Reflection by Abbie & Annika
Today was our fifth full day on the Border Immersion. To start the day off, we drove to hear from the Florence Project, the only organization in Arizona offering free legal services to immigrants. People are ten times more likely to win their case if they are represented by a lawyer in court. Most immigrants are unable to pay for such a luxury. Hearing a personal story of a young woman the Florence Project was able to help was incredibly impactful and solidified the understanding of the need for the services they provide.
Upon arriving back at BorderLinks, we dove into an “immigration simulation” where each of us played the role of an individual attempting to navigate the United States’ immigration system. This exercise was meant to provide an answer to the question of “Why don’t they just get in line and come over legally?” The answer was disheartening with white, skilled, privileged, European men consistently finding the easiest way to navigate the system and black and/or brown, unskilled, impoverished, usually South and Central American men and women either having to wait eleven to forty years to begin the process or just being denied entry outright. These extreme differences in people’s accessibility to begin or continue through the system occurred regardless of their actual need for U.S. residency.
Our heavy week was interrupted this afternoon with a few hours of light-hearted exploration. First, our delegation leader, Josué introduced us to one of his go-to restaurants, Crossroads, where we enjoyed an all-you-can-eat Mexican buffet. Then, we ventured out to San Xavier Mission, a mission built on Native American land. While we were there, many of us admired and bought locally crafted pieces of art, lit candles and prayed inside, and wandered up a hill that offered a beautiful vista of the Arizona countryside.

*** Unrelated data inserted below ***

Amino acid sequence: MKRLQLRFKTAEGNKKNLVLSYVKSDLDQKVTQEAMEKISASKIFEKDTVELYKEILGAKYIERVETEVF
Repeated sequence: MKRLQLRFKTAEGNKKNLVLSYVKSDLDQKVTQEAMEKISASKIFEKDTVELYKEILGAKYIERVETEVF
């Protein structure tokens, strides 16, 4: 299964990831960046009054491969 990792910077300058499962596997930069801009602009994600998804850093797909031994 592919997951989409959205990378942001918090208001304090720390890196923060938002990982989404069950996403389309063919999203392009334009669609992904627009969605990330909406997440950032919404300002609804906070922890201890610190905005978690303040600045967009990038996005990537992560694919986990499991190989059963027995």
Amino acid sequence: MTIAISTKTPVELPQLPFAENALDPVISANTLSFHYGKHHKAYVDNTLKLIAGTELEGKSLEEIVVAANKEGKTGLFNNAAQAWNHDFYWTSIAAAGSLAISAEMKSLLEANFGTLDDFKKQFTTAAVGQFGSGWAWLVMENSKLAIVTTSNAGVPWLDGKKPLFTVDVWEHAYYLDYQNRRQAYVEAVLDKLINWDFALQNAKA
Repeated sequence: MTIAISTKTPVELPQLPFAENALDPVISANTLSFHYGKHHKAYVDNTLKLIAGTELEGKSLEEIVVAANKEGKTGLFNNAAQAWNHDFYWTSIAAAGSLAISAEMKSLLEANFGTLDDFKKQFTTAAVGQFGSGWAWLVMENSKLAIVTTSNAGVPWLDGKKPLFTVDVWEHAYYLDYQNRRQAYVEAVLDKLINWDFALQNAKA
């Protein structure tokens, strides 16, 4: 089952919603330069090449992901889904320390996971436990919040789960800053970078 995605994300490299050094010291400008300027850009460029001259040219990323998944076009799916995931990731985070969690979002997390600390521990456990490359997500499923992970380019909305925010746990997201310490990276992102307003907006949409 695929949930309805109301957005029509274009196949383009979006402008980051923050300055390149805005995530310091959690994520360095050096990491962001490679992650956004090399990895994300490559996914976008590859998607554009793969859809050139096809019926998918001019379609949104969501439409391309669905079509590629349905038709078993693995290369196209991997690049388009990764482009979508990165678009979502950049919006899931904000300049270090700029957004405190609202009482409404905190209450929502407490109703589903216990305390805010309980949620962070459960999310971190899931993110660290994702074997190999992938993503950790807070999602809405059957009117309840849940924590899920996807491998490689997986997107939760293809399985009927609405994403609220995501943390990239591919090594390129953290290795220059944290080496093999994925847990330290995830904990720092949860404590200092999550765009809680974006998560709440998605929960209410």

DACAmented Voices in Healthcare presented their project to us after our return from our day trip. The project consisted of using Photo Voice as a method of research to explore DACA recipients’ experiences with the United States’ healthcare system. Seeing the images the participants created and the texts paired with them reminded and proved to us how powerful photographs can be in telling an individual’s story. Both presenters shared their personal experiences, which left many of us deeply impacted. Our admiration for these individuals is exponential.
We finished the day with a reflection that, although many of us felt disheartened, left us with a feeling of love highlighted by a beautiful desert sunset.